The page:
Monthly Archives: March 2013

7 Parenting Lessons From Literature

Hello from the Dogpatch,

Here’s a parenting lesson from 101 Books to which we at the Dogpatch bow down. Major Woofs for this post!

101 Books

Parenting is hard work. I know that’s a cliche, but it’s a well-earned cliche.

Kids are pretty awesome, and they can even teach you a thing or two about reading, but they also have their moments. That’s why, if you want to be a parent, it’s important to make sure you are not a mental whack job.

Mental whack jobs who are parents usually produce kids who eventually become mental whack jobs themselves. This is not good.

Since fiction is often just a mirror of reality, there’s a lot to learn from literary parents, both good and whack jobbish.

Quite a bit, actually. Let’s take at some parenting tips I put together based on lessons I’ve learned from literary parents.

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True Words from Chinua Achebe

“…mediocrity destroys the very fabric of a country as surely as a war — ushering in all sorts of banality, ineptitude, corruption and debauchery,” wrote Achebe…

This observation rings true for all societies, not just Nigeria. It’s one that all writers, all artists, all workers should take to heart. Be wary of “good enough.” Be wary of those who disparage learning. Strive for perfection. Although you will never reach that goal, your work will be far better for the struggle. Rest in peace, Mr. Achebe. You have earned it.

File:ThingsFallApart.jpg
Read more: http://www.sfgate.com/news/article/Chinua-Achebe-celebrated-Nigerian-novelist-dies-4376128.php#ixzz2OIH3Y54G

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Putting the Egg Together – Writing Picture Books

The fallacy: “Writing children’s picture books should be as easy as, well, cracking an egg from a long drop.”

This fallacy shares a bed with: “It’s only a few hundred words. I can crank that out in my sleep.”

And there’s another hiding under the covers: “I read picture books when I was a kid, and I’ve read them to kids. That makes me an expert.”

Makes for a pretty crowded bed, eh?

Shortly after stripping the bed and exposing these thoughts to the world, writers begin to mutter, “I didn’t know it would be this difficult.” Continue reading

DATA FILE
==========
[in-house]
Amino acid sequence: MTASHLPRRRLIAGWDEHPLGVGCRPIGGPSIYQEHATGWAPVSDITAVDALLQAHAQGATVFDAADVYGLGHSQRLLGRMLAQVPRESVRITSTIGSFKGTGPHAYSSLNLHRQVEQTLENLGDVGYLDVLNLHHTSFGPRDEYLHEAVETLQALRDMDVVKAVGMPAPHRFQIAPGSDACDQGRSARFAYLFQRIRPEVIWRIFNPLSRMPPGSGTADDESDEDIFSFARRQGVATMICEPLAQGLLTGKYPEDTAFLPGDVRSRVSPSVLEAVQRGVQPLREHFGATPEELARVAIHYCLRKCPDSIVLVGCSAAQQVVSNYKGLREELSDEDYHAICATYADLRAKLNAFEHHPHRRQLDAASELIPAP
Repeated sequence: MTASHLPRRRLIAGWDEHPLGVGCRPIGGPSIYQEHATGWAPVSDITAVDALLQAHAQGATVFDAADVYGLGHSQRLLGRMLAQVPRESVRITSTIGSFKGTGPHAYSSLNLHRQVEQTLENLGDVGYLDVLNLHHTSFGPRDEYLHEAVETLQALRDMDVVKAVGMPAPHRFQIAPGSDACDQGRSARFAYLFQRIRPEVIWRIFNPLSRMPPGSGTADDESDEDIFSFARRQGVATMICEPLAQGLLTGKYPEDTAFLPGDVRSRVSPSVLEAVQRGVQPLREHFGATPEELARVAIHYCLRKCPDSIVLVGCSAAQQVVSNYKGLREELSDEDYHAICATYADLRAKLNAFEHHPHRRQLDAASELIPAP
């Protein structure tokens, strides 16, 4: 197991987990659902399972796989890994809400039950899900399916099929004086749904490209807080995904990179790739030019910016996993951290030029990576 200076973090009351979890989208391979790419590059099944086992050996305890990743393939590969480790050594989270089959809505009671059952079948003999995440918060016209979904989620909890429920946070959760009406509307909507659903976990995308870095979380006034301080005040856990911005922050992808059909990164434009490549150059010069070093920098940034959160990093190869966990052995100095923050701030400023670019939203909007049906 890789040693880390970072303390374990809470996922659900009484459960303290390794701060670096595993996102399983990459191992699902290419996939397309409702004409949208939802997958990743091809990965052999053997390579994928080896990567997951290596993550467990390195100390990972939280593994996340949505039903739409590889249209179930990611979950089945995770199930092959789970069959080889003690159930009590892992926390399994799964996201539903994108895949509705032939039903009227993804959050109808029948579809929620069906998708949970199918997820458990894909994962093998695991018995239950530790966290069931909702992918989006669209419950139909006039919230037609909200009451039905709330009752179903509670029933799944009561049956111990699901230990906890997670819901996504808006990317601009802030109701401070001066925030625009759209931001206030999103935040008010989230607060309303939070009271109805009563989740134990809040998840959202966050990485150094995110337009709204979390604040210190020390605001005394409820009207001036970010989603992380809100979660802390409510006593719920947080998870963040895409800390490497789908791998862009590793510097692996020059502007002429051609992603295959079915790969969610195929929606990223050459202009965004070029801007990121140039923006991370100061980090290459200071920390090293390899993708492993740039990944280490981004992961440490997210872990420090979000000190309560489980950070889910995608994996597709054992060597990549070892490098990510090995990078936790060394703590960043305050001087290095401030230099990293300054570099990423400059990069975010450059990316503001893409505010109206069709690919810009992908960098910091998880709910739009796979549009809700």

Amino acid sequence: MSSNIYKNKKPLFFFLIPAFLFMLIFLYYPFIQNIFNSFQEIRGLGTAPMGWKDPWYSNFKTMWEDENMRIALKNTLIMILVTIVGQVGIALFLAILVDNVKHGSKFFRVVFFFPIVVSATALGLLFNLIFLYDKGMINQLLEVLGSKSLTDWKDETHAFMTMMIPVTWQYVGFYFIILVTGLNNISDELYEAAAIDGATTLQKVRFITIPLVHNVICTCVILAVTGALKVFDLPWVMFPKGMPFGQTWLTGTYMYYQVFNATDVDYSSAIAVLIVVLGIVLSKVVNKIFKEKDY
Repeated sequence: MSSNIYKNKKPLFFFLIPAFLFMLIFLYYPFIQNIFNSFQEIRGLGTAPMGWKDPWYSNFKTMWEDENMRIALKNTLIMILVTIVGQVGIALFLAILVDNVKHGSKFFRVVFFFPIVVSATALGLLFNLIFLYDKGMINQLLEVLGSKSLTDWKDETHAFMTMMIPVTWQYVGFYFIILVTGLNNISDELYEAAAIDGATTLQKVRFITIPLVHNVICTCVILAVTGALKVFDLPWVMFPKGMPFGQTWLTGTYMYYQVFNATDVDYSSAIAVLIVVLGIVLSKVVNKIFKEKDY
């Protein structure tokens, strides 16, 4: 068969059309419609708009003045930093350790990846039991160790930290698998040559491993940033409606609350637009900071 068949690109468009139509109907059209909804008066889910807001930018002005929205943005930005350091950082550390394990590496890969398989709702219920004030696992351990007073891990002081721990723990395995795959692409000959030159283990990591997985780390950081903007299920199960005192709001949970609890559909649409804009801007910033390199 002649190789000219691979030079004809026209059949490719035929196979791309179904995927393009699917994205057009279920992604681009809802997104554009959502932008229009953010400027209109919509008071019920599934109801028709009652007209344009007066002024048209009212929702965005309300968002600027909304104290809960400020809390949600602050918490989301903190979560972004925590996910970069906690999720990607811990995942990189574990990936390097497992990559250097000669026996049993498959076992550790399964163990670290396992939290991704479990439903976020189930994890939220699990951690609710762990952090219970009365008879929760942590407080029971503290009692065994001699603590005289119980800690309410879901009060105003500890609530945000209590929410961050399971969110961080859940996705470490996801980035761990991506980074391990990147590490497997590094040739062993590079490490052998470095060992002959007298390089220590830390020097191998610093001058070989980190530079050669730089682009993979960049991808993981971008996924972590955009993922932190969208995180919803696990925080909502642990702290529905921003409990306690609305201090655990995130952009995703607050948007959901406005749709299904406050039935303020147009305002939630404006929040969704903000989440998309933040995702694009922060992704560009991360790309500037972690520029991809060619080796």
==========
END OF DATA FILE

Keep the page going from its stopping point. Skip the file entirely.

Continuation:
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Collection of Cool

Hello from the Dogpatch!

Noticing a comment online about rereading and rewatching favorite stories, put me in mind of my all-time favorite author appearances caught on video. I’ve watched these clips numerous times and am excited, amused, moved, and inspired at each viewing. I hope you enjoy!

Dagoberto Gilb

Dagoberto Gilb

“Stupid America”: PEN/Hemingway Award winner Dagoberto Gilb speaking and reading at Librotraficante Caravan Tucson AZ:

http://www.youtube.com/watch?v=1lFKk1AuJF4

CoverDrOlafAwesome dramatic readings: A group of actors performing brief text from various works of fiction, including the opening of Dr. Olaf van Schuler’s Brain by Kirsten Menger-Anderson, from Sally Shore’s The New Short Fiction Series:

http://www.youtube.com/watch?v=KTrQ7-Egqcc

A true classic: Steve Almond on “Africa” by Toto at Tin House Magazine’s 10th Anniversary celebration:

http://www.youtube.com/watch?v=d3fxkhWZbx0

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Steve Almond

You can read Steve’s “Why I Write Smut: A Manifesto” from his latest set of six tiny and gorgeous books called Writs of Passion.

Junot Diaz

Junot Díaz

Wisdom for us all: Pulitzer Prize winner Junot Díaz díscussing his process at the 2009 National Book Festival:

http://www.youtube.com/watch?v=9Gu91htmDpM

Happy writing,

XO Laurel Leigh

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Write with Respect

Good morning from the Dogpatch, and fair warning: Only read this fabulous and hilarious post from Limebird Writers if you A) Love Kid Writers and B) Are Not Overly Offended by Poo.

Limebird Writers

I teach creative writing to children as part of an after-school enrichment program. One child, let’s call him Burt, is a bit obsessed with bodily functions. Burt wrote a story entitled, “The Battle of Pooey Land.”

Okay.

As a teacher, I try to pull out the story that’s buried deep beneath all the references to ‘poo’. I know kids must explore this part of life, and some get into it to the point they must write about it. As long as there’s a plot going on, a story that comes full circle, then I can ignore the gory detail.

However, I have my limits.

Burt used a fellow writing student (who’s also his so-called friend) as a character in his story. He did not change his friend’s name in the story, but I’ll refer to the friend as Ernie.

Burt wrote a scene where Ernie was captured by a band…

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